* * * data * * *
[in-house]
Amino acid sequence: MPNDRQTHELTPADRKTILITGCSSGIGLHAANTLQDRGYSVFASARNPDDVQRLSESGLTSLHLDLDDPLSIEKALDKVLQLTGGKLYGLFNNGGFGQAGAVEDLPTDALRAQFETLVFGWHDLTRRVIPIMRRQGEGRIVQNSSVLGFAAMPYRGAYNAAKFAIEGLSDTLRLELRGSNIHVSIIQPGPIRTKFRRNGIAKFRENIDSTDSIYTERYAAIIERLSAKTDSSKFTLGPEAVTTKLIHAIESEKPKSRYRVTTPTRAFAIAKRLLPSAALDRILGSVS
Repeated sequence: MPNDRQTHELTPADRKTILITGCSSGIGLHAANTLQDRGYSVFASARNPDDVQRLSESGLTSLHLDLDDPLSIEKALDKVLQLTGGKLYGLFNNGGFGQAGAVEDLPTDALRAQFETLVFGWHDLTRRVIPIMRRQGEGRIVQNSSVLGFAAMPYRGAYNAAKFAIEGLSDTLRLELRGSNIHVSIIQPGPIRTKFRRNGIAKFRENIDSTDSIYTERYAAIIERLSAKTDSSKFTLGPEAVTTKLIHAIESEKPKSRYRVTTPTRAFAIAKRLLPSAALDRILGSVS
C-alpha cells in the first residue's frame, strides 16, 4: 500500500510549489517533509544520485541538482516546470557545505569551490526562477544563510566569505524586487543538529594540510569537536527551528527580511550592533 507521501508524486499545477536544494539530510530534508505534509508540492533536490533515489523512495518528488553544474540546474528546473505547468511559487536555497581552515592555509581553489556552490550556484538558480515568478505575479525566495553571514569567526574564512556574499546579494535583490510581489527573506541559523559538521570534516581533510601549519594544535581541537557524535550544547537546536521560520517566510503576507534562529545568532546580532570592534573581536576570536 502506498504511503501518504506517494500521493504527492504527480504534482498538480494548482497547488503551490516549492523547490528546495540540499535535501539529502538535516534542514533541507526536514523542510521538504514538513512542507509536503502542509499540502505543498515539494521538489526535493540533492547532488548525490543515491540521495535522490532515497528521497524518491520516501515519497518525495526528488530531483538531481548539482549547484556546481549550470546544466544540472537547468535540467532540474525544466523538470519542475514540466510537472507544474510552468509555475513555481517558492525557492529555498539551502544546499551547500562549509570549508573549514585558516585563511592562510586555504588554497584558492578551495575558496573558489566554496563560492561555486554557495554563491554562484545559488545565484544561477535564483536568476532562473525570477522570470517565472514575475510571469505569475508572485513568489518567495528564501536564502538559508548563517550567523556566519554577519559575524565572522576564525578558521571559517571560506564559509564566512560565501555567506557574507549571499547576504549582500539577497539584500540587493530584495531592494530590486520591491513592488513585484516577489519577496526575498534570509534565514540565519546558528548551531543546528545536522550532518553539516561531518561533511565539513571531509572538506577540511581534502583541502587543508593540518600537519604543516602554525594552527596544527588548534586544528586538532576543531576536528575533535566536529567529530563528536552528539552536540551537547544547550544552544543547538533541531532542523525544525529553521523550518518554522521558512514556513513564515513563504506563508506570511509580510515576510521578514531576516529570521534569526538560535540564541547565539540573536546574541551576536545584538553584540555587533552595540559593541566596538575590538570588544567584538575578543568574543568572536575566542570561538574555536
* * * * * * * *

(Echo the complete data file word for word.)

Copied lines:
[in-house]
Amino acid sequence: MPNDRQTHELTPADRKTILITGCSSGIGLHAANTLQDRGYSVFASARNPDDVQRLSESGLTSLHLDLDDPLSIEKALDKVLQLTGGKLYGLFNNGGFGQAGAVEDLPTDALRAQFETLVFGWHDLTRRVIPIMRRQGEGRIVQNSSVLGFAAMPYRGAYNAAKFAIEGLSDTLRLELRGSNIHVSIIQPGPIRTKFRRNGIAKFRENIDSTDSIYTERYAAIIERLSAKTDSSKFTLGPEAVTTKLIHAIESEKPKSRYRVTTPTRAFAIAKRLLPSAALDRILGSVS
Repeated sequence: MPNDRQTHELTPADRKTILITGCSSGIGLHAANTLQDRGYSVFASARNPDDVQRLSESGLTSLHLDLDDPLSIEKALDKVLQLTGGKLYGLFNNGGFGQAGAVEDLPTDALRAQFETLVFGWHDLTRRVIPIMRRQGEGRIVQNSSVLGFAAMPYRGAYNAAKFAIEGLSDTLRLELRGSNIHVSIIQPGPIRTKFRRNGIAKFRENIDSTDSIYTERYAAIIERLSAKTDSSKFTLGPEAVTTKLIHAIESEKPKSRYRVTTPTRAFAIAKRLLPSAALDRILGSVS
C-alpha cells in the first residue's frame, strides 16, 4: 500500500510549489517533509544520485541538482516546470557545505569551490526562477544563510566569505524586487543538529594540510569537536527551528527580511550592533 507521501508524486499545477536544494539530510530534508505534509508540492533536490533515489523512495518528488553544474540546474528546473505547468511559487536555497581552515592555509581553489556552490550556484538558480515568478505575479525566495553571514569567526574564512556574499546579494535583490510581489527573506541559523559538521570534516581533510601549519594544535581541537557524535550544547537546536521560520517566510503576507534562529545568532546580532570592534573581536576570536 502506498504511503501518504506517494500521493504527492504527480504534482498538480494548482497547488503551490516549492523547490528546495540540499535535501539529502538535516534542514533541507526536514523542510521538504514538513512542507509536503502542509499540502505543498515539494521538489526535493540533492547532488548525490543515491540521495535522490532515497528521497524518491520516501515519497518525495526528488530531483538531481548539482549547484556546481549550470546544466544540472537547468535540467532540474525544466523538470519542475514540466510537472507544474510552468509555475513555481517558492525557492529555498539551502544546499551547500562549509570549508573549514585558516585563511592562510586555504588554497584558492578551495575558496573558489566554496563560492561555486554557495554563491554562484545559488545565484544561477535564483536568476532562473525570477522570470517565472514575475510571469505569475508572485513568489518567495528564501536564502538559508548563517550567523556566519554577519559575524565572522576564525578558521571559517571560506564559509564566512560565501555567506557574507549571499547576504549582500539577497539584500540587493530584495531592494530590486520591491513592488513585484516577489519577496526575498534570509534565514540565519546558528548551531543546528545536522550532518553539516561531518561533511565539513571531509572538506577540511581534502583541502587543508593540518600537519604543516602554525594552527596544527588548534586544528586538532576543531576536528575533535566536529567529530563528536552528539552536540551537547544547550544552544543547538533541531532542523525544525529553521523550518518554522521558512514556513513564515513563504506563508506570511509580510515576510521578514531576516529570521534569526538560535540564541547565539540573536546574541551576536545584538553584540555587533552595540559593541566596538575590538570588544567584538575578543568574543568572536575566542570561538574555536